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two or three sacral vertebrae?
I am confused about an article in SCIENCE, v. 258 (13 Nov., 1992), p.
1137-1140, by Paul Sereno and Fernando Novas. The article is about
insight into basal dinosaur phylogeny from discovery of an essentially
complete skeleton, with skull, of _Herrerasaurus ischigualastensis_.
On p. 1138 (2nd column, 2nd paragraph), they state that a valid
synapomorphy of the Dinosauria is the addition of a dorsal vertebra to
the sacrum. That would indicate that dinosaurs have three sacral
However, on p. 1139, they state that there are only two fully
incorporated sacral vertebrae in _Herrerasaurus_ and _Staurikosaurus_.
In fact, they used that observation to conclude that full incorporation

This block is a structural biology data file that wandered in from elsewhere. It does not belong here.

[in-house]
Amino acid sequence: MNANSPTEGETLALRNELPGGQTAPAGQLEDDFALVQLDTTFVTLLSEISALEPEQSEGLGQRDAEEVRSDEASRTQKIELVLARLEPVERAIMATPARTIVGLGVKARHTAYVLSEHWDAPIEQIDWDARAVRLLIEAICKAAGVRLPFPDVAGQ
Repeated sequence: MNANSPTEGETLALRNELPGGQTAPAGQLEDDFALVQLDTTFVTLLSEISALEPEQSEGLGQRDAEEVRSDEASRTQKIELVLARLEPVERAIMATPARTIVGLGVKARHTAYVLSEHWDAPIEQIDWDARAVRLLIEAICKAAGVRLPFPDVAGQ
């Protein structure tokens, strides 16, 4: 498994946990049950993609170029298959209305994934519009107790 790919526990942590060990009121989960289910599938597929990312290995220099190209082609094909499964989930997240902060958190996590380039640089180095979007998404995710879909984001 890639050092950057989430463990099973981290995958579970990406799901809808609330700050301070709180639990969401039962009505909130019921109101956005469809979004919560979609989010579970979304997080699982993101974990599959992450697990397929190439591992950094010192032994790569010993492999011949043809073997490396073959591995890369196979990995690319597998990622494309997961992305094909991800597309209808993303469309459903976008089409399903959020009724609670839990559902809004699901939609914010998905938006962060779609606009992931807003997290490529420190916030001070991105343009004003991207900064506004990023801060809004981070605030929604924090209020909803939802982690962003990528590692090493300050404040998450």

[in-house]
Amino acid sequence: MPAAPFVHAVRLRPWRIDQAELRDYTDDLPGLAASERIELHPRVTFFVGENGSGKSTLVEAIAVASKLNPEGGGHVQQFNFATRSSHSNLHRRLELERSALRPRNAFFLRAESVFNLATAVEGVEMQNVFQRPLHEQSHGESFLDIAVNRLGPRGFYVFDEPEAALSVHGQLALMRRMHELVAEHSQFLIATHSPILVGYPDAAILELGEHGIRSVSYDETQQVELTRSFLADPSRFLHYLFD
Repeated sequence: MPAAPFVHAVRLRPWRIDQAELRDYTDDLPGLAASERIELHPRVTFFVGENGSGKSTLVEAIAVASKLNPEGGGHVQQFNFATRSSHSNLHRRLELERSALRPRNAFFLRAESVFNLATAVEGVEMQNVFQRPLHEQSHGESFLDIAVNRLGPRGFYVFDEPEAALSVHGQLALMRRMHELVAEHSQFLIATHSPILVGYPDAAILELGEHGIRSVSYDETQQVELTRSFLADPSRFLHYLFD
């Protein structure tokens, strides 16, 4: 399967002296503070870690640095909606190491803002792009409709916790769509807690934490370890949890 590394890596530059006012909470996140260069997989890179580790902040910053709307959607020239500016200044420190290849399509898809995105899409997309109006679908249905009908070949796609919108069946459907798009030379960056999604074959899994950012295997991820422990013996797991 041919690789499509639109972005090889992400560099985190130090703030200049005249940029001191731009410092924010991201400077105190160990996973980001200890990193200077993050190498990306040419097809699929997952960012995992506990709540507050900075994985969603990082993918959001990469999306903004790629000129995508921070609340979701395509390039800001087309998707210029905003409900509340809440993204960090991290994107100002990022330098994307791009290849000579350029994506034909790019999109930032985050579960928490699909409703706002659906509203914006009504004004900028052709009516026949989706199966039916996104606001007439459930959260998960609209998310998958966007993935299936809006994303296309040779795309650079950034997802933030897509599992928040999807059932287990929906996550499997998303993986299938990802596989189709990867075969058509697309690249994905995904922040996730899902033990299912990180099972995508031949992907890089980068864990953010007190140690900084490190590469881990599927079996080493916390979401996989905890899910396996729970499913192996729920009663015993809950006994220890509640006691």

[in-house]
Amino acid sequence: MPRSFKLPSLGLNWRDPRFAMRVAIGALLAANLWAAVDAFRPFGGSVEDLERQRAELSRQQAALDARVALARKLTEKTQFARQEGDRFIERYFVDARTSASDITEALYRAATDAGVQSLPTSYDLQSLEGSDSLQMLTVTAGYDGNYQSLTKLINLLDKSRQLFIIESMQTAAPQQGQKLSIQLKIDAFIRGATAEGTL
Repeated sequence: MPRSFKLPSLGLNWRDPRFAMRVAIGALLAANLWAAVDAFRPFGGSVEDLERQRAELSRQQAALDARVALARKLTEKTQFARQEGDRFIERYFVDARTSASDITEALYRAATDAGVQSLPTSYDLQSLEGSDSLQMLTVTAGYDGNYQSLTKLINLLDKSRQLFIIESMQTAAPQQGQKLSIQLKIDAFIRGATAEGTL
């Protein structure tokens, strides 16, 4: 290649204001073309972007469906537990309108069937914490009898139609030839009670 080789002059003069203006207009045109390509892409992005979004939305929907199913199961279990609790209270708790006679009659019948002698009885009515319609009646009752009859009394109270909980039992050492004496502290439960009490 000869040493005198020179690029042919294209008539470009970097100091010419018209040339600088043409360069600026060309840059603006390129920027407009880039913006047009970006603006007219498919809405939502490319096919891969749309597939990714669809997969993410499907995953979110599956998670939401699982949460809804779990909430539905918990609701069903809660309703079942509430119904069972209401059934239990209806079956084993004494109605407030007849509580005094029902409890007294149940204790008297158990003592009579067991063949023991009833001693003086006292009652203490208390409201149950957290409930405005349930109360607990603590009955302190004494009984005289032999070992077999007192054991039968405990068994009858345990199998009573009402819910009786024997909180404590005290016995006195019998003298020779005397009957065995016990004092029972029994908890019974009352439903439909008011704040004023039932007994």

into the sacrum of at least one additional dorsal vertebra must have
occurred independently in ornithischians and saurischians (i.e., after
the time of _Herrerasaurus_ and _Staurikosaurus_).
There seems to be a contradiction here. I have tentatively concluded
that "full incorporation" is the key phrase. In other words, should
their statement on p. 1138 be interpreted as meaning that the additional
dorsal vertebra in the sacrum of the Dinosauria doesn't necessarily have
to be _fully incorporated_, thus allowing _Herrerasaurus_ and
_Staurikosaurus_ to qualify as dinosaurs?
Bottom line question: What IS the minimum sacral vertebrae count for
Thanks in advance for replies.
Norman R. King tel: (812) 464-1794
Department of Geosciences fax: (812) 464-1960
University of Southern Indiana
8600 University Blvd.
Evansville, IN 47712 e-mail: firstname.lastname@example.org